They are horses that go from one (often bad) situation straight into a hellish situation.
Horse roping (fans and advocates usually refrain from calling the practice horse “tripping”) is not a sport. I don’t care if it is “history.” Famous Spanish writer George Santayana, said “Those who cannot remember the past are condemned to repeat it.” Just because an act is part of a tradition, culture, or a nation’s history does not make it right, especially when it is an act of cruelty.
What’s wrong with the following statement in regards to defending horse tripping as a humane and safe sport?
“The majority of the horses that we use are actually rescues. We bring them in. They’re undesirable horses that maybe didn’t work out as a saddle horse, have bad habits, or are abandoned, undesirable horses. We bring them in and we train them,” said Tobias de la Torre, the CEO of Charros Federation USA.
Wait. What? Did he just say, “rescues?” Oh, no he did-unt.
Charro horses are are not rescues — they are usually horses purchased at auctions. And, when a charro buyer starts bidding, it prevents horses in crisis from being truly rescued. Charro buyers will outbid kill buyers for horses but their purpose is the same: to make a profit off the horse — at the expense of a horse, and then dispose of the horse. In other words, they are purchased with the intention of the horse being a temporary commodity, not as an act of kindness to the “undesirable horses.”
“Rescued” horses implies equines being saved from some sort of hardship and being given a second chance in life. Horses that are tripped for sport are not being saved from horrors, they are being subjected to great cruelty and horror. And, they have little chance of having any life after they are used up because their bodies are broken and being constantly chased and tripped makes humans seem like the predators they are — no wonder charro chased horses are often psychologically destroyed.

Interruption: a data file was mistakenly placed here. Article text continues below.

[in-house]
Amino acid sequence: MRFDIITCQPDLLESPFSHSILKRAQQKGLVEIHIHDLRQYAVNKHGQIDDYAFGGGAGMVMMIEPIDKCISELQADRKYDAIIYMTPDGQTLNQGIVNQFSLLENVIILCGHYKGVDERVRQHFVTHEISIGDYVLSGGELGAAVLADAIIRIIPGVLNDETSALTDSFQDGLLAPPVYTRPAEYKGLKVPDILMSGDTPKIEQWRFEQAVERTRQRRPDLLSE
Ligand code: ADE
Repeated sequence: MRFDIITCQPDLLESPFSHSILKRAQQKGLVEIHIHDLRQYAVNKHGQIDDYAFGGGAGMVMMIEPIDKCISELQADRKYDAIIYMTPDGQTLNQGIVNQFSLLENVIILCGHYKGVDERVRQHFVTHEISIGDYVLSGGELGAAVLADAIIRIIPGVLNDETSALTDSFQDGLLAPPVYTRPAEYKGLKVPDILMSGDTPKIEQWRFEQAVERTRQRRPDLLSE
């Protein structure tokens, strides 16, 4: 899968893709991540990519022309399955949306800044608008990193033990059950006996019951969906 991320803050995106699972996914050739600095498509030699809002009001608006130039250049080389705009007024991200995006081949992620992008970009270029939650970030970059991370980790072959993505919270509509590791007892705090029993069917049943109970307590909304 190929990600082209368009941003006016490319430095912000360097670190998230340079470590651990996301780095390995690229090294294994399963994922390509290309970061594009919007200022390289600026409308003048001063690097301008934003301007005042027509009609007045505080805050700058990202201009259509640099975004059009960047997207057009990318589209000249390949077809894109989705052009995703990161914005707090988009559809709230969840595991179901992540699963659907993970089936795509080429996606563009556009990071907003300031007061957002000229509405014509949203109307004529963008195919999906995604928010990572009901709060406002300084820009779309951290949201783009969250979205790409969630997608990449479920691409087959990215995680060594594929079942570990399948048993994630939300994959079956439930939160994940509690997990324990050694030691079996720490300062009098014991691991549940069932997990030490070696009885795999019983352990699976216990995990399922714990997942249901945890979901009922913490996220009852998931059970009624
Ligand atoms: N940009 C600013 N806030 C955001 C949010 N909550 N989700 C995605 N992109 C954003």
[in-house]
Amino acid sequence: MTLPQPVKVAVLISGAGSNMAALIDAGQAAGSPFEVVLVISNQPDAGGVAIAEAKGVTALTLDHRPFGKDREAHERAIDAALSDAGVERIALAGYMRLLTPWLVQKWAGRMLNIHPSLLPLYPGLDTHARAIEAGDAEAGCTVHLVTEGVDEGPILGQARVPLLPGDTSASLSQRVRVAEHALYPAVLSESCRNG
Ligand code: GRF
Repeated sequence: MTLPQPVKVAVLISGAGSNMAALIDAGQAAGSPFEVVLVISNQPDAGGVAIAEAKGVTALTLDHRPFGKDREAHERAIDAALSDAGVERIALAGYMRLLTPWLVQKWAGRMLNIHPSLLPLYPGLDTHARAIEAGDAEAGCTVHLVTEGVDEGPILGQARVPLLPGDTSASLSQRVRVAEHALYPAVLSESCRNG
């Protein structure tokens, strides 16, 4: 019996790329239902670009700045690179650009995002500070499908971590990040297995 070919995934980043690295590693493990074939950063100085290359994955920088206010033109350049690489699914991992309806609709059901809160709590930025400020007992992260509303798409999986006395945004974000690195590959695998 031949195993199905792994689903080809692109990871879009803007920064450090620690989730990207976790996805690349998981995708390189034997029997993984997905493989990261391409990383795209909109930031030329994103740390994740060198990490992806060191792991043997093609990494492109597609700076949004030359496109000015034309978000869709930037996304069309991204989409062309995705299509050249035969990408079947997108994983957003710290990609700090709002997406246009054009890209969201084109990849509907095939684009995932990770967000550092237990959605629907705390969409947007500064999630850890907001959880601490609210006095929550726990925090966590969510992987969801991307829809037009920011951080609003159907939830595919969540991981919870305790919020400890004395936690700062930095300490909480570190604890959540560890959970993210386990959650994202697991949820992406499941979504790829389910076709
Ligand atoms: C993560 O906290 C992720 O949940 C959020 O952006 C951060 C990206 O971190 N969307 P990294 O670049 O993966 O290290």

Charro horses are not trained. They are not ridden and their only job is to run as fast as the can and then be roped and tripped. They are chased and “roped” (tripped) until they become useless from injuries, sustained illness, or age. Then, they are killed, sold at auction, or to kill buyers. They are not rehabilitated, they are not rehomed. The are sold to the highest bidder which is almost always a kill buyer because very few individuals, if any, go to auction to buy charro horses for companions or as a riding horse.
Setting The Record Straight
Let’s make two important corrections to Tobias de la Torre, the CEO of Charros Federation USA. statements:
- Horse “roping” is the same thing as horse “tripping.” You can call it what you want but it means the same thing to a horse — inhumane treatment and torture.
- Charro horses are not rescues. But they do need to be rescued from Charros.
Go to any horse auction and you will see tell tale signs of horses used in tripping events — horrible rope burns, leg fractures, muscle, tendon, and ligament tears — horses terrified of humans — and for good reason. That is an example of a rescued horse? If so, I think it is time to change history because I hope the next generation of horse enthusiasts are not condemned to repeat the mistakes we are making now.
Caution: Disturbing and Graphic Video Depicting Horse Tripping
What do you think about horse tripping? Share your thoughts!